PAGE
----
Gov. Evers issues apology for Wisconsin’s role in Native American boarding schools
ONEIDA, Wis. (WBAY) - On Indigenous Peoples Day, October 11, Wisconsin Gov. Tony Evers signed an executive order to formally acknowledge and apologize for “Wisconsin’s historical role in Indian boarding schools.”
The governor made the announcement during a visit to the Oneida Nation.
“For more than a century between the 1860s and 1970s, the U.S. federal government induced and coerced thousands of Native American children from their families and homes, placing them into boarding schools funded by the U.S. government operated by the government and religious organizations. Estimates indicate thousands of children were forced to attend day and boarding schools across the country. Residential schools sought to force assimilation of Native American children by isolating them from their cultural identities, punishing them for speaking their native language or practicing their traditions, prohibiting them from wearing traditional clothing, and requiring children to cut their hair. Investigators condemned conditions in the boarding schools in 1928 as ‘grossly inadequate,’ and, in 1969, as ‘sterile, impersonal and rigid, with a major focus on discipline and punishment,’” reads a statement from the governor’s office.
The words ‘remembrance’ and ‘honor’ were repeated over and over again at Monday morning’s Indigenous Peoples’ Day news conference with Gov. Evers and local tribal leaders. The governor discussing the brutal history of boarding schools during the late 19th and early 20th centuries.
“Kids were taken from their families to attend boarding schools where they were forced to assimilate to white culture and stripped of their cultural identity and traditions,” Gov. Evers said. “Many experienced horrible living conditions impacting their physical and mental health and their well-being. Obviously, this deeply impacted families and communities for generations.”
Available records show there were at least 10 day and boarding schools in Wisconsin. Thousands of Native children were said to have attended those schools. Some were sent to boarding schools in Pennsylvania, South Dakota and Virginia.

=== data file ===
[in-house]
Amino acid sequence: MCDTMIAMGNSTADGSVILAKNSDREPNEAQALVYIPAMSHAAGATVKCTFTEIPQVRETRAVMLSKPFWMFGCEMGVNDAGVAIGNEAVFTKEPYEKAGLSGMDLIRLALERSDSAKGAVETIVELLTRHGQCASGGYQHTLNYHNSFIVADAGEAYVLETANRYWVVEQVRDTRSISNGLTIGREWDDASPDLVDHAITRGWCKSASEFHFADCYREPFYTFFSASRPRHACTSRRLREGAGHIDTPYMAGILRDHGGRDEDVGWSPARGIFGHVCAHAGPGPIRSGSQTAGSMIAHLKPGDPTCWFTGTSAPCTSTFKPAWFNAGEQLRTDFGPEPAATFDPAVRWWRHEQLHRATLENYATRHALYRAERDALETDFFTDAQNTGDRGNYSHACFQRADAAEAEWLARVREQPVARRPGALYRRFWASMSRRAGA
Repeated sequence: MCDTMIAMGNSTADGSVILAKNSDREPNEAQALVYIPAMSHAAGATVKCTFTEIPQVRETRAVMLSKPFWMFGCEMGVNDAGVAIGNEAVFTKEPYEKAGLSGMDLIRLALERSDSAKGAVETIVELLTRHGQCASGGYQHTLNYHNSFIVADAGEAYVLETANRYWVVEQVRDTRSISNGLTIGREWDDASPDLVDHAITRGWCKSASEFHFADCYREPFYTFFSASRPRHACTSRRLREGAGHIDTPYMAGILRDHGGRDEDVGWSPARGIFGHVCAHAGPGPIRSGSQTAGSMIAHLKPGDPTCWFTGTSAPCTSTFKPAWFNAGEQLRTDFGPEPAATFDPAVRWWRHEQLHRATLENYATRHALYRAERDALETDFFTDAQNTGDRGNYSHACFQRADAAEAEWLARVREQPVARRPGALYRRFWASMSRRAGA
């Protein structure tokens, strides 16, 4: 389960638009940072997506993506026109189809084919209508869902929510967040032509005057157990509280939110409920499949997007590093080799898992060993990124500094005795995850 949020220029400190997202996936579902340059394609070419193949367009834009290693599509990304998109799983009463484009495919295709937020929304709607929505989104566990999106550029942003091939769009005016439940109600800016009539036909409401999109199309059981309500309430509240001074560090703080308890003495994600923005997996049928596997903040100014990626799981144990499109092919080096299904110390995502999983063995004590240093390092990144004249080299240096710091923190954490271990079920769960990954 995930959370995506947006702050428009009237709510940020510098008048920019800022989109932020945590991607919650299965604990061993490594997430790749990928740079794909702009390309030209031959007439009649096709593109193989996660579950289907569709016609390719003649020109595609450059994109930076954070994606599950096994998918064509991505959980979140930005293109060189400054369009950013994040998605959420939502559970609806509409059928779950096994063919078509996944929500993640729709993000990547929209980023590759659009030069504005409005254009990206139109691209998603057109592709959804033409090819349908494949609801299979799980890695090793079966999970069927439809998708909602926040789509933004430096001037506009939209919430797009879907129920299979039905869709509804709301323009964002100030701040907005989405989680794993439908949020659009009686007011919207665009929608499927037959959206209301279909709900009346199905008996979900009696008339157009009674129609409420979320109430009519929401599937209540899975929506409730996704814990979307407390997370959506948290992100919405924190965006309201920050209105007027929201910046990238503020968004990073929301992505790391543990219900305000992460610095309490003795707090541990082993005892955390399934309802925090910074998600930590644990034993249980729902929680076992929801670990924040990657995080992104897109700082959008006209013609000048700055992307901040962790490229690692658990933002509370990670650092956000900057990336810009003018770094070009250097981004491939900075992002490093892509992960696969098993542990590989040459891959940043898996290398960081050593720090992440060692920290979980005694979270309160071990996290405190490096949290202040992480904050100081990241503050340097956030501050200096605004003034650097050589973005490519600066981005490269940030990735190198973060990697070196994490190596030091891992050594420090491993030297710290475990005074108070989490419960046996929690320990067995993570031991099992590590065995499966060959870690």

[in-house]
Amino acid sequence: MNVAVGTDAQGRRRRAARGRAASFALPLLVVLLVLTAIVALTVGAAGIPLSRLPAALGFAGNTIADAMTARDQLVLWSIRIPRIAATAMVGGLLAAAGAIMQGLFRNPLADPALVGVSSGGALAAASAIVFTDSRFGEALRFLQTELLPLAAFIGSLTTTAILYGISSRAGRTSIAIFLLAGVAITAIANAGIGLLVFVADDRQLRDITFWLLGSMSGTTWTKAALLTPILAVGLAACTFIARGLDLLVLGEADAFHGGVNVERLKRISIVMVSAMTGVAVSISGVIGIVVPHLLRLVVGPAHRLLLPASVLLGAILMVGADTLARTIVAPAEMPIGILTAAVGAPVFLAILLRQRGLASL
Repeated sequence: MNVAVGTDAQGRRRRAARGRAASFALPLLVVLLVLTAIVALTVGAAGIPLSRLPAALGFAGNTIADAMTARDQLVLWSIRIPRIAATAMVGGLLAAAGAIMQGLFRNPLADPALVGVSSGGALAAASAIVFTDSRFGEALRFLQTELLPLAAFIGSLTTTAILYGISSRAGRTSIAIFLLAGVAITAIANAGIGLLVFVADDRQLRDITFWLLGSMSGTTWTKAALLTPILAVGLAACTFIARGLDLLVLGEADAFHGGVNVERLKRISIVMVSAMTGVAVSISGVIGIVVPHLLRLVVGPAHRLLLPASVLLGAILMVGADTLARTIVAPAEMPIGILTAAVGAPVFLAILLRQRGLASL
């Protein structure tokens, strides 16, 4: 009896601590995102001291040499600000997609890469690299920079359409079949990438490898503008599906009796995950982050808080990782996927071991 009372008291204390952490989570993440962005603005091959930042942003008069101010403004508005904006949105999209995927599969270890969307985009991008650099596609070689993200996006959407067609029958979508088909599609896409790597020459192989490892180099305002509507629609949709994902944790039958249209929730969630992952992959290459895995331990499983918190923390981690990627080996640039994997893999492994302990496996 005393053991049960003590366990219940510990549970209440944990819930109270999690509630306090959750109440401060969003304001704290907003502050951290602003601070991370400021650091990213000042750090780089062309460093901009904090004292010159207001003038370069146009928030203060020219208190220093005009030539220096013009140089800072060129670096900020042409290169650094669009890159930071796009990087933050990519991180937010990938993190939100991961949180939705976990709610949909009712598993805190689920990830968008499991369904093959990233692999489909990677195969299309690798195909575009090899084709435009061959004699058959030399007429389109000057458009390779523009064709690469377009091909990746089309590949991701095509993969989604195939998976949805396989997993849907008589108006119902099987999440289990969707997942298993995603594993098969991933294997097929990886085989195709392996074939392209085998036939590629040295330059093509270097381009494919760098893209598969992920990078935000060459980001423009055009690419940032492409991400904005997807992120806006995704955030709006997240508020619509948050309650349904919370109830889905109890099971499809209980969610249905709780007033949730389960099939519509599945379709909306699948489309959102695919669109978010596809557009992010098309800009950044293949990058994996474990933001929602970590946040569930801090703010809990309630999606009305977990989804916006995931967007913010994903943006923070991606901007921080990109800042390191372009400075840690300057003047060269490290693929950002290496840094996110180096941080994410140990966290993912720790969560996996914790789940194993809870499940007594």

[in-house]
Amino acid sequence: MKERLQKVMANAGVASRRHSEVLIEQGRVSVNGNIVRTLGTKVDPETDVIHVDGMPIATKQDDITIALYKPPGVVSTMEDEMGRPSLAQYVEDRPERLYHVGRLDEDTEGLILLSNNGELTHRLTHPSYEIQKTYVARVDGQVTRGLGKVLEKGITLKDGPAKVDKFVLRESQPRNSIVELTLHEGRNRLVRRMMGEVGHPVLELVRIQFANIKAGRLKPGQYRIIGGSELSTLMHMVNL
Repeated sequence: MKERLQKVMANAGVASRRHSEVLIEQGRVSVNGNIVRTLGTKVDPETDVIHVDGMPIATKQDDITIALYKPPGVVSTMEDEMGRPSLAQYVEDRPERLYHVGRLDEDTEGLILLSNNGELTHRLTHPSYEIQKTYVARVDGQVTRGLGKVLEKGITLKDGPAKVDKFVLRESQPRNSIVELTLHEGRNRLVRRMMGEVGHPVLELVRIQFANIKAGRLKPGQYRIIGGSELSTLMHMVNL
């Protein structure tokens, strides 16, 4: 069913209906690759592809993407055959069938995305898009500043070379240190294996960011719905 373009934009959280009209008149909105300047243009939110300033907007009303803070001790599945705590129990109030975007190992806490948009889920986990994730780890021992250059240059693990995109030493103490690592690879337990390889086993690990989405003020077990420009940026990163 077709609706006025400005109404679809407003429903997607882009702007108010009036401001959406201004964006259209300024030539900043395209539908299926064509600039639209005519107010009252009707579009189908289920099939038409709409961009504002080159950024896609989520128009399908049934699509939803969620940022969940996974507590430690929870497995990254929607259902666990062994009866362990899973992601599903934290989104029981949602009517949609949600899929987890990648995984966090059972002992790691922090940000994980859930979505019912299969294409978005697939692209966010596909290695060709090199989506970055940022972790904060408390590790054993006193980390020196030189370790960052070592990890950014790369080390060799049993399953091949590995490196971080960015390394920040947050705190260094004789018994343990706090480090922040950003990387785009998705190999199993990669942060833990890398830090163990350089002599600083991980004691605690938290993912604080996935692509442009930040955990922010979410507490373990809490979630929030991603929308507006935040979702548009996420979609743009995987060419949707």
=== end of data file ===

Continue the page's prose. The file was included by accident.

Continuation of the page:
“As a state, we share responsibility for acknowledging the pain inflicted on Tribal communities historically and even still today,” Gov. Evers continued. “We also have a moral obligation to pursue the truth and to bring these injustices to light in Wisconsin and across our country because that understanding and acknowledgment is essential for accountability and healing. We recognize the trauma inflicted on Native families and communities and the loss of language, culture, and identity and the intergenerational effects these facilities had and still have while honoring the resilience and contributions of Indigenous people to our state and our country.”
“The question is a strong question of what kind of ancestors will we be?” Art Skenandore, principal and athletic director Oneida Nation Middle School and High School, pondered on the significant day. “Is the efforts of today - our language, our culture - the renewal? This morning earlier, we talked with all of our students online about how important it is that we do our language and our culture. No matter what we’re adaptive.”
“My favorite word is Kunolúkwasla’ which is love, relate, compassion, which I always think about when I think about why I’m doing the work that I do,” Jaisah Yelihwanolu Lee, Miss Oneida 2020-2021 who is also a student advocate at Oneida Nation High School, said. Lee just graduated with her masters in social work with an American Indian/Alaska Native concentration from Washington University in St. Louis. “It’s one of our core values and components. I think for me that’s my favorite word.”
Action 2 News reporter Jeff Alexander spoke to Menominee Indian Tribe members who say many of their ancestors suffered traumatic experiences at boarding schools on the reservation and across the country. They say their grandparents’ and great-grandparents’ stories, along with many unmarked graves near where boarding schools once stood, are proof of rampant abuse and neglect.
The executive order also declares Wisconsin’s support for federal investigations in consultation with Native Nations.
“You know we can not erase the past,” Evers highlighted. “But we also can’t let the past be erased.”
Wisconsin is home to these Native Nations:
- Bad River Band of Lake Superior Chippewa
- Forest County Potawatomi
- Ho-Chunk Nation
- Lac Courte Oreilles Band of Lake Superior Chippewa
- Lac du Flambeau Band of Lake Superior Chippewa Indians, Menominee Indian Tribe of Wisconsin
- Oneida Nation of Wisconsin
- Red Cliff Band of Lake Superior Chippewa
- Sokaogon Chippewa Community Mole Lake Band of Lake Superior Chippewa
- St Croix Chippewa Tribe of Wisconsin
- Stockbridge-Munsee Mohican Tribe
- Brothertown Indian Nation
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